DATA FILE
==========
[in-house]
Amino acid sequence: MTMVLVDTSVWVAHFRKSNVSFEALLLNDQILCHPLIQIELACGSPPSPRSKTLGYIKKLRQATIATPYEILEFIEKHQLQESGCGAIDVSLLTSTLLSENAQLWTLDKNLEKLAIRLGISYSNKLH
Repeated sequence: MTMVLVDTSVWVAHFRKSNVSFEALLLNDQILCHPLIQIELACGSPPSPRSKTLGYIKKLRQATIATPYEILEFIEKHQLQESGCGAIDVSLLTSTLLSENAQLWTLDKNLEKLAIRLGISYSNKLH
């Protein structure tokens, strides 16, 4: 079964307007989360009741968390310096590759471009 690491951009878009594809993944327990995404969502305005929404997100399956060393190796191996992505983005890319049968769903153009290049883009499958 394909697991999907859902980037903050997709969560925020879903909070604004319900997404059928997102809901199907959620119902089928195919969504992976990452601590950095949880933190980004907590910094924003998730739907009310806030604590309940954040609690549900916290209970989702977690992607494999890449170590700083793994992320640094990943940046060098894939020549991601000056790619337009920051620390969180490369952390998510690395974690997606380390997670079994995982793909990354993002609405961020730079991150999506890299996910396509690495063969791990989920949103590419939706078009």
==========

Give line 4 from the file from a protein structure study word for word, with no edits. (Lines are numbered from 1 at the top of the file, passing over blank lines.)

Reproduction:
């Protein structure tokens, strides 16, 4: 079964307007989360009741968390310096590759471009 690491951009878009594809993944327990995404969502305005929404997100399956060393190796191996992505983005890319049968769903153009290049883009499958 394909697991999907859902980037903050997709969560925020879903909070604004319900997404059928997102809901199907959620119902089928195919969504992976990452601590950095949880933190980004907590910094924003998730739907009310806030604590309940954040609690549900916290209970989702977690992607494999890449170590700083793994992320640094990943940046060098894939020549991601000056790619337009920051620390969180490369952390998510690395974690997606380390997670079994995982793909990354993002609405961020730079991150999506890299996910396509690495063969791990989920949103590419939706078009």